Rob plants unusual brassicas, Megan cooks with silverbeet

Rob plants kohlrabi, collards and kalettes
  • Our veges need to grow in good soil in order to be nutrient-dense for us.
  • The first part of making good soil is adding carbon in the form of compost. The amount of carbon stored in the soil is the basis of soil fertility. It releases nutrients for plant growth and promotes the structure, biological and physical health of soil.
  • Secondly, leafy green vegetables thrive on nitrogen so we’ve added well-composted chicken manure to our bed. Alternatives are blood and bone and sheep pellets.
  • Thirdly, good soils have calcium in them as calcium promotes strong cell growth in our plants. If your bed is slightly acidic, you can add lime. If the pH in your soil is neutral or alkaline, add gypsum, which doesn’t affect pH levels and is a good source of calcium.
  • Lastly, we like adding rock dust, which has 70 minerals and vitamins in it. It feeds the plants which in turn feed us.
  • We don’t dig our fertilisers in as the rain, earthworms and the bacteria and fungi in the soil will work it in for us.
  • Kohlrabi is ancient vegetable, well-known in Europe, and it’s a cross between a cabbage and a turnip. It’s officially a root crop, although the bulb does grow above the ground. They grow to the size of a beetroot, so plant 15-20cms apart. There are red and green varieties – we find the red variety grows better. Great grated in salads, or added to soups and stews.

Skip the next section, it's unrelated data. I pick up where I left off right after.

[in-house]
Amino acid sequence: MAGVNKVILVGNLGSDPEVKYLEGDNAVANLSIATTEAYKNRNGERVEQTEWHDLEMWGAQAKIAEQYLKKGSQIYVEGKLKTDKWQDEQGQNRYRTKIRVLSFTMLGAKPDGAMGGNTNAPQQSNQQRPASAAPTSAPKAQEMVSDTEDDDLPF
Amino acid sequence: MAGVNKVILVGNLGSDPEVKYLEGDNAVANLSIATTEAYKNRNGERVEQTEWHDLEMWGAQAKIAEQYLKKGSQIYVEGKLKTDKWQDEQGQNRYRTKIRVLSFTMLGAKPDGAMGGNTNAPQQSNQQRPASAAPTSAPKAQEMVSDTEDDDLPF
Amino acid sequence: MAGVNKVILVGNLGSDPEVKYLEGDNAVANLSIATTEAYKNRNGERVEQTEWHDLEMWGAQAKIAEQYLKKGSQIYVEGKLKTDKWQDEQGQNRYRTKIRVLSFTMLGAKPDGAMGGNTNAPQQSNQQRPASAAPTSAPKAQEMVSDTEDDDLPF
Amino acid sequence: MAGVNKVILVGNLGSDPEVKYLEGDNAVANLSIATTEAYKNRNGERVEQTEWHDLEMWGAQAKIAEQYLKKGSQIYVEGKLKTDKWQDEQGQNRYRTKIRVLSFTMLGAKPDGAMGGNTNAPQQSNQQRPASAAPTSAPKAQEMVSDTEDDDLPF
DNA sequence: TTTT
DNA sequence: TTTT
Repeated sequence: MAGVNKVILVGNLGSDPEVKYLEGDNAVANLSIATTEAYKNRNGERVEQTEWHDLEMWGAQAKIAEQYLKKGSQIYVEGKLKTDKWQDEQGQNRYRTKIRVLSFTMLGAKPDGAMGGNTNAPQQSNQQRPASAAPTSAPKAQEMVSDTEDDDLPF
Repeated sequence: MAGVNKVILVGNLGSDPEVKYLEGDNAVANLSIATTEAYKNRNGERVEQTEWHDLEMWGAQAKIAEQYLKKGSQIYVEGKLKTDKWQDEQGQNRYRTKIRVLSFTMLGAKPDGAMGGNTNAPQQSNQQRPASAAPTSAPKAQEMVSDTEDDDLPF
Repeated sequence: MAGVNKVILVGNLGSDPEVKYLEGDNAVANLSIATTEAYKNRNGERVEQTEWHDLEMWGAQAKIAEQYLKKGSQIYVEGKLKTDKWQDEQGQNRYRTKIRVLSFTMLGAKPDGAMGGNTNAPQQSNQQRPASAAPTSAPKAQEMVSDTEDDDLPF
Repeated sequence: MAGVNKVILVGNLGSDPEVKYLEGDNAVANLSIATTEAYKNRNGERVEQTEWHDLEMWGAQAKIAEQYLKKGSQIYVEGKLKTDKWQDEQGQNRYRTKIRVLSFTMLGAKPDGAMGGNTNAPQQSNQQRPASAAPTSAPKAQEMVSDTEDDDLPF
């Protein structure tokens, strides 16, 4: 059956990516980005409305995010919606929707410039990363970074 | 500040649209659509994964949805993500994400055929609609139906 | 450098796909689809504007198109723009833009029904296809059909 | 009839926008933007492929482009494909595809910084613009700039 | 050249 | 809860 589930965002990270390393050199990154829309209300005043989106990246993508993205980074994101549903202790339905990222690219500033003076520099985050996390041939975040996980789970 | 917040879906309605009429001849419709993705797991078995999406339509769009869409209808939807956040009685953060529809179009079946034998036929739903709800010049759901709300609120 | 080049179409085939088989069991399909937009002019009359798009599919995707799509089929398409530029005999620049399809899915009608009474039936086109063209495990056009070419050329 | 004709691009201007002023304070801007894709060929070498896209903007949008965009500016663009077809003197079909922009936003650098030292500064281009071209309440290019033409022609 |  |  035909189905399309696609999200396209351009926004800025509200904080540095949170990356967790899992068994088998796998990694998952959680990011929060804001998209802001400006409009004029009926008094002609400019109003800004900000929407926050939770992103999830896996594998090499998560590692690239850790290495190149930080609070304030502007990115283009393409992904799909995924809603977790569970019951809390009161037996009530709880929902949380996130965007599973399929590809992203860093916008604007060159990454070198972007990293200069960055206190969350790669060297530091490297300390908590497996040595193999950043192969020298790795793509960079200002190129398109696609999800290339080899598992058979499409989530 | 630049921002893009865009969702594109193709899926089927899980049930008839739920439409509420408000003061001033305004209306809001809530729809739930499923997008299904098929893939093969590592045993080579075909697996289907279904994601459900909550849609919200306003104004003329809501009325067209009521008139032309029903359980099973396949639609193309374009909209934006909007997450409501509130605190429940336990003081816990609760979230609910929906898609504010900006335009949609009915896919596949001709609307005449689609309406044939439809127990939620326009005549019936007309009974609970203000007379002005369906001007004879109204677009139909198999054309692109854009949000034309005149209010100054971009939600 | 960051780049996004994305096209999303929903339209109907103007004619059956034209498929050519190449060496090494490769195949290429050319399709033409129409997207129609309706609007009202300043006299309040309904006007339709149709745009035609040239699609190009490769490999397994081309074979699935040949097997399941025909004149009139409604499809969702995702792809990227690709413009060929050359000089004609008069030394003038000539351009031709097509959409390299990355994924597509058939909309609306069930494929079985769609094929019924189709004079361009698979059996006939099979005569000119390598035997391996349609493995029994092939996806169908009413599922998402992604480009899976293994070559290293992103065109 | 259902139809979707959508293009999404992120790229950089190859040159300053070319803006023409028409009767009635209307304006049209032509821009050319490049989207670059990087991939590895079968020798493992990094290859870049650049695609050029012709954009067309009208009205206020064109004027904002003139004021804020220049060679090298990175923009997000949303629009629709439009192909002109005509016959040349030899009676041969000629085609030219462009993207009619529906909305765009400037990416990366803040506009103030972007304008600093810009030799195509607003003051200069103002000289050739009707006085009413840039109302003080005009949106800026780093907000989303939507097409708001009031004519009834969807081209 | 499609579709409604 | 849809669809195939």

• Collards too have been grown for centuries. We sometimes call them Dalmatian cabbages – in Europe they’re known as ‘greens’ and in the US as ‘collard greens’. Plant 40-50 cms apart as they grow huge. Pick the leaves off the plant like you would with kale. Good in green smoothies.
  • Kalettes on the other hand are a new vegetable. Well, they’ve been around for 15 years and they’re hugely popular in the UK and the US at the moment. They’re a cross between brussels sprouts and kale. They grow like a brussels sprout plant but have little kales instead of the sprouts.
  • As it’s too cold for white butterfly and slugs and snails, all we have to do now is net the bed to protect our plants from birds and animals.


Camera: Davian Lorson
Editor: Adam Prest